So, Copley and I continued to wait. I occasionally offered Copley food and water by placing his bowls outside the car on the shoulder. He didn’t feel like eating. I hadn’t eaten since lunch myself, and all I had left in the car fit for human consumption was a lukewarm bottle of Gatorade. I drank it for the hydration and the sugar. Eventually, as alluded to above, I resorted to stepping outside into the darkness and peeing it out. I had turned on my hazard lights after sunset for safety purposes, but they began to dim after a couple of hours as my car battery lost power. I also lost the ability to listen to the baseball games on the radio, and finally, the ability to charge my phone. Fatigue increasing (and heightened from having run a 10k race in Michigan Saturday morning), I reclined in the passenger seat with Copley on my lap. Glancing in the rear-view mirrors hoping no drunk drivers would careen into us and with my phone close at hand, we waited, and waited, and waited. Then, at 3:04 AM, we saw the tow truck lights approach and pull over just in front of my Forester.
I greeted the driver, but Copley did so more excitedly. Sensing this was the helper we needed, Copley enthusiastically jumped out of the car, tail wagging. The tow truck driver liked dogs, and extended his hand to pet my Boston Terrier.
And now, after all of this background detail, we finally arrive at the central point of our story, where a very bad night turns strangely good.
This driver, as it turns out, was quite the character. A smallish, graying, goateed, tattooed man of about 50 years old, his facial features somehow struck me as a composite of David Spade and Chris Rock. I realize that makes no sense whatsoever and David Spade and Chris Rock look completely unlike each other. You will just have to trust me when I tell you this guy looked like a cross between David Spade and Chris Rock.
Once he’s finished attaching the Subaru, the Spade/Rock hybrid says Copley and I can get in the truck. We begin the long drive to North Aurora, which didn’t seem so long when I was attempting it 10 hours ago.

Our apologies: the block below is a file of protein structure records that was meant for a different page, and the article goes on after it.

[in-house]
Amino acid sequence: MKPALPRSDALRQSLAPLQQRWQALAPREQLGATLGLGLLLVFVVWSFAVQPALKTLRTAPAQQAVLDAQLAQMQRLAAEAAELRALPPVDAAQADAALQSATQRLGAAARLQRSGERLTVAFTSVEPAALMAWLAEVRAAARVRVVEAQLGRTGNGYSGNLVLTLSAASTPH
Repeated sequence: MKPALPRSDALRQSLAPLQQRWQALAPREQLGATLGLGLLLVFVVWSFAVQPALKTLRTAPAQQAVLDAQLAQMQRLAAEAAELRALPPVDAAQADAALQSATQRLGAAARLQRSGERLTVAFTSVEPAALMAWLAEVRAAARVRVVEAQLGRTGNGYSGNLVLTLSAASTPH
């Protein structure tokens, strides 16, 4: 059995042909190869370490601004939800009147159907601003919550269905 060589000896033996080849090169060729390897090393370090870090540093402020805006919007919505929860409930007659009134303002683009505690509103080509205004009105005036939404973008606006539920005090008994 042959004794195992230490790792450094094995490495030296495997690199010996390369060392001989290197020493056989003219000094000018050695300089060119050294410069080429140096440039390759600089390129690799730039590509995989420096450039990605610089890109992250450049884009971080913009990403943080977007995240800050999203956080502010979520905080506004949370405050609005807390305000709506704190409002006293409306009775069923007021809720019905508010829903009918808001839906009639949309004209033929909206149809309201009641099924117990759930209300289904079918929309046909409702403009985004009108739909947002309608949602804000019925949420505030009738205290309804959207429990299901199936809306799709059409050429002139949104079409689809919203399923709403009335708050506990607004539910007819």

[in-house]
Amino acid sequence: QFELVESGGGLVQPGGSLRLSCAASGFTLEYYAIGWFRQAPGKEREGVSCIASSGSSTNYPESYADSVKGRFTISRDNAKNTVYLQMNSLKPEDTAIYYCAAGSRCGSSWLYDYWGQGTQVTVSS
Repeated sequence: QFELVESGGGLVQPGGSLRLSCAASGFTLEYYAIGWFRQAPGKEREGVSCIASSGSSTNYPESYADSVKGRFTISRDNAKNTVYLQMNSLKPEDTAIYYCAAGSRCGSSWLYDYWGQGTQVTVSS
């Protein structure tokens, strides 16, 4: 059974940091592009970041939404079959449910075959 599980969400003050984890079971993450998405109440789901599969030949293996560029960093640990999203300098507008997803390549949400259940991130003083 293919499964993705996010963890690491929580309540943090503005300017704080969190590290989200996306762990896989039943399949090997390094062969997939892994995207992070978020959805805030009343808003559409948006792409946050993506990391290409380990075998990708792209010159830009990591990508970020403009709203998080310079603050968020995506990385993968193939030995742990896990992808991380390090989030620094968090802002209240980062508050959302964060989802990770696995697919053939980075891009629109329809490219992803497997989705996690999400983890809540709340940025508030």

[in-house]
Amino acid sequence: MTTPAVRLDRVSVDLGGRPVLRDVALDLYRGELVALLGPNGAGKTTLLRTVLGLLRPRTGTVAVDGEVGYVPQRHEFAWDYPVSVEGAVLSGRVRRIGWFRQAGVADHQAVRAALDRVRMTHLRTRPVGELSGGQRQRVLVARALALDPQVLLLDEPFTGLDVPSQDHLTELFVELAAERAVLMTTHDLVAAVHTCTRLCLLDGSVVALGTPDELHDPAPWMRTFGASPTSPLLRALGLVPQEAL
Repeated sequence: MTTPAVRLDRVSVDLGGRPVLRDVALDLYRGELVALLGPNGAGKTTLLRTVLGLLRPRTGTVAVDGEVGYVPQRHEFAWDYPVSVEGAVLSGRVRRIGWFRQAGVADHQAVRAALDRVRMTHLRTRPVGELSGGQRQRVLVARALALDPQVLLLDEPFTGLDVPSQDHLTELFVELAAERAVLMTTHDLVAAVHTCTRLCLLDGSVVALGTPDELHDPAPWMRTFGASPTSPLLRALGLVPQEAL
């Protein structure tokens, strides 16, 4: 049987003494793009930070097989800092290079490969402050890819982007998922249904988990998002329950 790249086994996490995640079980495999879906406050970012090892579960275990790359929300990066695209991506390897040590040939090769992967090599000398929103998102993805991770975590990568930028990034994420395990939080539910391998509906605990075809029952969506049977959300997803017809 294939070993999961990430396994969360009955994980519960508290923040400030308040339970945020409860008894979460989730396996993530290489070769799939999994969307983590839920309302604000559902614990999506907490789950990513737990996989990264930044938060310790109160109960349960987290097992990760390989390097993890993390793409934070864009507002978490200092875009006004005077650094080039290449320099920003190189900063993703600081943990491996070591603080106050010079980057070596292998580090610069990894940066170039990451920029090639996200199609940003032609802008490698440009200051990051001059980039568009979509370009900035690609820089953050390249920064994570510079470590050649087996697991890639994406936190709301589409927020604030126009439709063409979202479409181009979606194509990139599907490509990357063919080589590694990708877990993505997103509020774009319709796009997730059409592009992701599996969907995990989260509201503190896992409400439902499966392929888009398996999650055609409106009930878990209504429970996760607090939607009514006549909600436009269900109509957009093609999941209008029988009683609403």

“So, why were you waiting so long anyway?”
I give him the details of the first truck that didn’t cancel correctly, and the second truck that strung me along. He shakes his head.
“These guys…” he says. “These guys… I had nothing to do earlier this evening. I could have picked you right up. But I don’t work directly with the insurance companies. They don’t have my information to contact me unless they escalate it to a supervisor. And that’s how I’m making a lot of money doing this, from these other drivers blowing people off.”
He continues to tell me an overview of his life story, which is pretty fascinating if true. He graduated college with a finance degree, then went into the restaurant business and briefly became a millionaire, only to squander virtually all of his money in the stock market when it went south in the dot-com bust and after 9/11. He describes becoming “very nearly homeless,” but then picking himself up again. He went into construction work for a time, but when he was helping renovate homes he took note of all the business the movers got, and realized he could buy himself a truck and go into business for himself again. Now, he’s the driver picking up stranded motorists when other drivers ignore, and he’s “on my way to making my second million.”